Advertising
Advertising

Last Updated on January 4, 2018

Why People Who Succeed At School Don’t Always Succeed In Life

Why People Who Succeed At School Don’t Always Succeed In Life

When we were small, we were taught that if we wanted to be successful, we had to study hard and get good results at school. Getting straight “A”s had to be our goal if we wanted to succeed in life. But in reality, how many straight A students do you know become really successful as they grow up? The good boys and good girls who were very disciplined at school, submitting all their assignments on time and getting good results in exams may just end up doing a job they don’t like despite the fact that they can make money out of it. Why is it like that? Weren’t we taught that to become successful, we’re supposed to study hard and be good at school?

What you need for a good and successful life is not really learned at school.

I’m not discouraging anyone to give up studying; there’re subjects such as languages, simple maths, music and physical education which are useful for us. What I’m trying to say is that the school curriculum is not perfect.There’re a lot of things which are essential to life missing in the curriculum. And there’re many bad habits schools inculcate:[1]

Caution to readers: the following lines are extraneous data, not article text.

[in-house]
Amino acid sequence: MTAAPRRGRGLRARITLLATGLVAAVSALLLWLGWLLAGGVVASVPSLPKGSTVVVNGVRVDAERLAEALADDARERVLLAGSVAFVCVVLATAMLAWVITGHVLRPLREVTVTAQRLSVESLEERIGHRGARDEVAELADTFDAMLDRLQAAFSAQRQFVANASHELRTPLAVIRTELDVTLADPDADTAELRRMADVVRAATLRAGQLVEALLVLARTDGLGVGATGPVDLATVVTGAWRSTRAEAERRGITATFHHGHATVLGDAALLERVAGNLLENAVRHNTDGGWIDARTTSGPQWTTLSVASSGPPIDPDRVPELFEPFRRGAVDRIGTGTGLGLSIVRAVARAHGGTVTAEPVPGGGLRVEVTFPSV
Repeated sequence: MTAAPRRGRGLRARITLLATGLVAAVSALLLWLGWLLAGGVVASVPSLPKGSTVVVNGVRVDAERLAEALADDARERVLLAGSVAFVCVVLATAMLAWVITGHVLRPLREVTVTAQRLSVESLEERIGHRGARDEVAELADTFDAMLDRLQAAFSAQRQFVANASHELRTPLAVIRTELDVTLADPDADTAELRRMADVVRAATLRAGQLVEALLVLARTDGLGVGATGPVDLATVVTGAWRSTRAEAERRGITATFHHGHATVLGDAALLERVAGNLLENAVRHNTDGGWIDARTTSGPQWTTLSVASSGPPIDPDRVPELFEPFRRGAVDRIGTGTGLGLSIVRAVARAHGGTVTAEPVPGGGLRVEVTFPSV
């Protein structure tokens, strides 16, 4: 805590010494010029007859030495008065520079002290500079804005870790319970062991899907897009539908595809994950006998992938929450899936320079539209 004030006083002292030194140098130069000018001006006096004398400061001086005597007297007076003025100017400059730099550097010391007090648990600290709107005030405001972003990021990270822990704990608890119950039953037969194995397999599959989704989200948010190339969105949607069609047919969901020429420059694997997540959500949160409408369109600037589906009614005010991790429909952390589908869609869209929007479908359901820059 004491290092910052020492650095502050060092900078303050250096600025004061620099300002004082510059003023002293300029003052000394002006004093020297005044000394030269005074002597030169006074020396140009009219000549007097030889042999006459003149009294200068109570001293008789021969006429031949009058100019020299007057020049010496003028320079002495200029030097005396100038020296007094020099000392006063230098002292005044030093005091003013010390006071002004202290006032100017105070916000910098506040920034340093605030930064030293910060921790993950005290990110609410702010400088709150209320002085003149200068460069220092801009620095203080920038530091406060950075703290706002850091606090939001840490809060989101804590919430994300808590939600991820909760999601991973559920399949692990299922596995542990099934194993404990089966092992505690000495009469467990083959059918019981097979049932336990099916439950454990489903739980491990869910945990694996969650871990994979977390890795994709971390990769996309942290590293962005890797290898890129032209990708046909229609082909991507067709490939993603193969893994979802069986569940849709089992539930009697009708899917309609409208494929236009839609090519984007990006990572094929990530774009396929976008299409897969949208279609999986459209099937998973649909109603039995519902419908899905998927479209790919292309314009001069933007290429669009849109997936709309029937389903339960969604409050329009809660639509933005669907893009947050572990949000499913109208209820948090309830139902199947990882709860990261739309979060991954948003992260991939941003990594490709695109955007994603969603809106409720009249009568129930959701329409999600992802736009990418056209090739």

Advertising

They want us to put up our hands and wait to be chosen. They want us to keep asking other people for permission.They teach us to deliver on, rather than change, expectations.They teach us to redeploy ideas rather than originate them.They teach us to expect that people in authority know – rather than letting us imagine that – in rather inspiring ways – no one is really on top of what’s going on.They teach us to trust that they have our largest, best, life-long interests at heart; without letting on that they are merely interested in our achievements

Basically, to succeed at school, you need to be obedient, and whether you’re good or not very much depends on the teachers’ expectations. And instead of helping students to understand why they should do certain things, teachers (or the school system) simply force students to follow the rules, leaving students no room for originality and critical thinking.But life doesn’t work like this in reality.To succeed in life, you need to think out of the box instead of doing what everyone else’s doing. And there’re many aspects to take care of aside from the school subjects, for example, what to do to be a happy person; how to maintain a healthy relationship; how to work smart; and what to do to lead a meaningful life etc.

Advertising

Doing bad at school doesn’t make you a failure (and it’s supported by statistics).